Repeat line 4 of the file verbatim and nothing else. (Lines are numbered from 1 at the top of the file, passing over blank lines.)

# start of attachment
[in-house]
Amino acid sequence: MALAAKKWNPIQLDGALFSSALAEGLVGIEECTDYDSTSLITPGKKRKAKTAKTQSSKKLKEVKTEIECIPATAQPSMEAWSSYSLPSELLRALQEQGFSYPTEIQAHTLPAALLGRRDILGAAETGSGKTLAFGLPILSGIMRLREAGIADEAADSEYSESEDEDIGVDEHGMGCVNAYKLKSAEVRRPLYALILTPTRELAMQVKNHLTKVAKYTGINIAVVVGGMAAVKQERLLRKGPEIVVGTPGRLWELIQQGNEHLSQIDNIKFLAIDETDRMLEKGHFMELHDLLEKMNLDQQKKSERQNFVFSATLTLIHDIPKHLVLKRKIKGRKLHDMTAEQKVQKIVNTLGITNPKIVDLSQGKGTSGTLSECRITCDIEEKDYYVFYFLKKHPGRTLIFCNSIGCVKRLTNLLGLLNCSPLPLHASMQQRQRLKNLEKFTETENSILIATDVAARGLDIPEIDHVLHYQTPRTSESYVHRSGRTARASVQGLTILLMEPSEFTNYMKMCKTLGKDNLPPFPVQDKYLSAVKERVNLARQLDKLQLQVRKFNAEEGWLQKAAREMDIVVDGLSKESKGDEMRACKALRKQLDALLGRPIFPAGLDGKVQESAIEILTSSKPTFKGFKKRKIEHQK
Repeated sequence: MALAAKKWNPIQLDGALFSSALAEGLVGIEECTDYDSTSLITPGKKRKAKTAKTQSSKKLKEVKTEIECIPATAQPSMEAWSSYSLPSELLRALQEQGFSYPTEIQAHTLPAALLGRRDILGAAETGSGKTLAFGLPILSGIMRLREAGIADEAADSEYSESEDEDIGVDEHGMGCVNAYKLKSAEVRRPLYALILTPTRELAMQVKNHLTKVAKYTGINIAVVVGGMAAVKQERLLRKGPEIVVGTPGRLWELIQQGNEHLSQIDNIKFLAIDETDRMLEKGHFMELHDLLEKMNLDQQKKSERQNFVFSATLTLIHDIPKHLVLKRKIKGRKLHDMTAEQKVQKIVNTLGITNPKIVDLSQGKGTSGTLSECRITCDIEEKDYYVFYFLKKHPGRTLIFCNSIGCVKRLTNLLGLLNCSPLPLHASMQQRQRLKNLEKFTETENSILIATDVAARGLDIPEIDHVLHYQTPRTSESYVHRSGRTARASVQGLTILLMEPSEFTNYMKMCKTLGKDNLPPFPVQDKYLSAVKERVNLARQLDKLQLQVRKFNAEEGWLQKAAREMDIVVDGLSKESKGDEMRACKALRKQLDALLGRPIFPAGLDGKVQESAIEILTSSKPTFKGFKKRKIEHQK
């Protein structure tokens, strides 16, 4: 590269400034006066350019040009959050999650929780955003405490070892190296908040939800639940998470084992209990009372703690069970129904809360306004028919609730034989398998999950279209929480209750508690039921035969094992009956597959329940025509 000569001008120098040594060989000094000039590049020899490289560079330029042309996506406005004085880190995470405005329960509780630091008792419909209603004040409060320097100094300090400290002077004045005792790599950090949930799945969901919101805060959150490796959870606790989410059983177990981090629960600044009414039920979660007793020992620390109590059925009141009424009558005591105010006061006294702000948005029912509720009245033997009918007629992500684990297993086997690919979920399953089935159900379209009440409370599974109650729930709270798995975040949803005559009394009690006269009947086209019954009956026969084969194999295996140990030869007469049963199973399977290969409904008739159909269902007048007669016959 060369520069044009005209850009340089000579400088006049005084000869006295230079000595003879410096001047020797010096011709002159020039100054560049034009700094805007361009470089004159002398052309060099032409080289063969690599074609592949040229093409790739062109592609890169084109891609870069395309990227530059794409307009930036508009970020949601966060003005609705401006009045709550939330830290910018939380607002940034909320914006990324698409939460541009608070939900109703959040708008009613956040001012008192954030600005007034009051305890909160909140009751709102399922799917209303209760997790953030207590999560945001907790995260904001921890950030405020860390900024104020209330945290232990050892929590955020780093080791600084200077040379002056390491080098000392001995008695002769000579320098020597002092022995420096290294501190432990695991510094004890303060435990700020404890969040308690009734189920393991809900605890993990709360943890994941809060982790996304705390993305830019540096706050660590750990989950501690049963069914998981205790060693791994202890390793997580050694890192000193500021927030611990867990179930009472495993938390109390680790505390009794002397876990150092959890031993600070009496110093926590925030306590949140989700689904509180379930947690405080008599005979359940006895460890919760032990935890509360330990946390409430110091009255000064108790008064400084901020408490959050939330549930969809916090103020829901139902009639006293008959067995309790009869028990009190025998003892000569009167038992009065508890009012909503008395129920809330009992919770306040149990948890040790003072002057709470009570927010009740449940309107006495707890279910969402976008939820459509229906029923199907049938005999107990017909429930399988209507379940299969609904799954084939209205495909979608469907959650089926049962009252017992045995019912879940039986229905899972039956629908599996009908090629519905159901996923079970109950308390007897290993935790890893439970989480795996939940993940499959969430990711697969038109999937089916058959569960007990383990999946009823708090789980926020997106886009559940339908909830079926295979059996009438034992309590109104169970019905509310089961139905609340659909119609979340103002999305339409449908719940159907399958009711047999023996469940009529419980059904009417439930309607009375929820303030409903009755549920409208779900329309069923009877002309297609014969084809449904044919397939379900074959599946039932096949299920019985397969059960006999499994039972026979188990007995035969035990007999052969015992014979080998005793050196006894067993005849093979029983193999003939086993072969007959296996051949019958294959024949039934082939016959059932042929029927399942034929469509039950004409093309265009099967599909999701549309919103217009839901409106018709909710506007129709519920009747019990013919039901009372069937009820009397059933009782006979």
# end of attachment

């Protein structure tokens, strides 16, 4: 590269400034006066350019040009959050999650929780955003405490070892190296908040939800639940998470084992209990009372703690069970129904809360306004028919609730034989398998999950279209929480209750508690039921035969094992009956597959329940025509 000569001008120098040594060989000094000039590049020899490289560079330029042309996506406005004085880190995470405005329960509780630091008792419909209603004040409060320097100094300090400290002077004045005792790599950090949930799945969901919101805060959150490796959870606790989410059983177990981090629960600044009414039920979660007793020992620390109590059925009141009424009558005591105010006061006294702000948005029912509720009245033997009918007629992500684990297993086997690919979920399953089935159900379209009440409370599974109650729930709270798995975040949803005559009394009690006269009947086209019954009956026969084969194999295996140990030869007469049963199973399977290969409904008739159909269902007048007669016959 060369520069044009005209850009340089000579400088006049005084000869006295230079000595003879410096001047020797010096011709002159020039100054560049034009700094805007361009470089004159002398052309060099032409080289063969690599074609592949040229093409790739062109592609890169084109891609870069395309990227530059794409307009930036508009970020949601966060003005609705401006009045709550939330830290910018939380607002940034909320914006990324698409939460541009608070939900109703959040708008009613956040001012008192954030600005007034009051305890909160909140009751709102399922799917209303209760997790953030207590999560945001907790995260904001921890950030405020860390900024104020209330945290232990050892929590955020780093080791600084200077040379002056390491080098000392001995008695002769000579320098020597002092022995420096290294501190432990695991510094004890303060435990700020404890969040308690009734189920393991809900605890993990709360943890994941809060982790996304705390993305830019540096706050660590750990989950501690049963069914998981205790060693791994202890390793997580050694890192000193500021927030611990867990179930009472495993938390109390680790505390009794002397876990150092959890031993600070009496110093926590925030306590949140989700689904509180379930947690405080008599005979359940006895460890919760032990935890509360330990946390409430110091009255000064108790008064400084901020408490959050939330549930969809916090103020829901139902009639006293008959067995309790009869028990009190025998003892000569009167038992009065508890009012909503008395129920809330009992919770306040149990948890040790003072002057709470009570927010009740449940309107006495707890279910969402976008939820459509229906029923199907049938005999107990017909429930399988209507379940299969609904799954084939209205495909979608469907959650089926049962009252017992045995019912879940039986229905899972039956629908599996009908090629519905159901996923079970109950308390007897290993935790890893439970989480795996939940993940499959969430990711697969038109999937089916058959569960007990383990999946009823708090789980926020997106886009559940339908909830079926295979059996009438034992309590109104169970019905509310089961139905609340659909119609979340103002999305339409449908719940159907399958009711047999023996469940009529419980059904009417439930309607009375929820303030409903009755549920409208779900329309069923009877002309297609014969084809449904044919397939379900074959599946039932096949299920019985397969059960006999499994039972026979188990007995035969035990007999052969015992014979080998005793050196006894067993005849093979029983193999003939086993072969007959296996051949019958294959024949039934082939016959059932042929029927399942034929469509039950004409093309265009099967599909999701549309919103217009839901409106018709909710506007129709519920009747019990013919039901009372069937009820009397059933009782006979």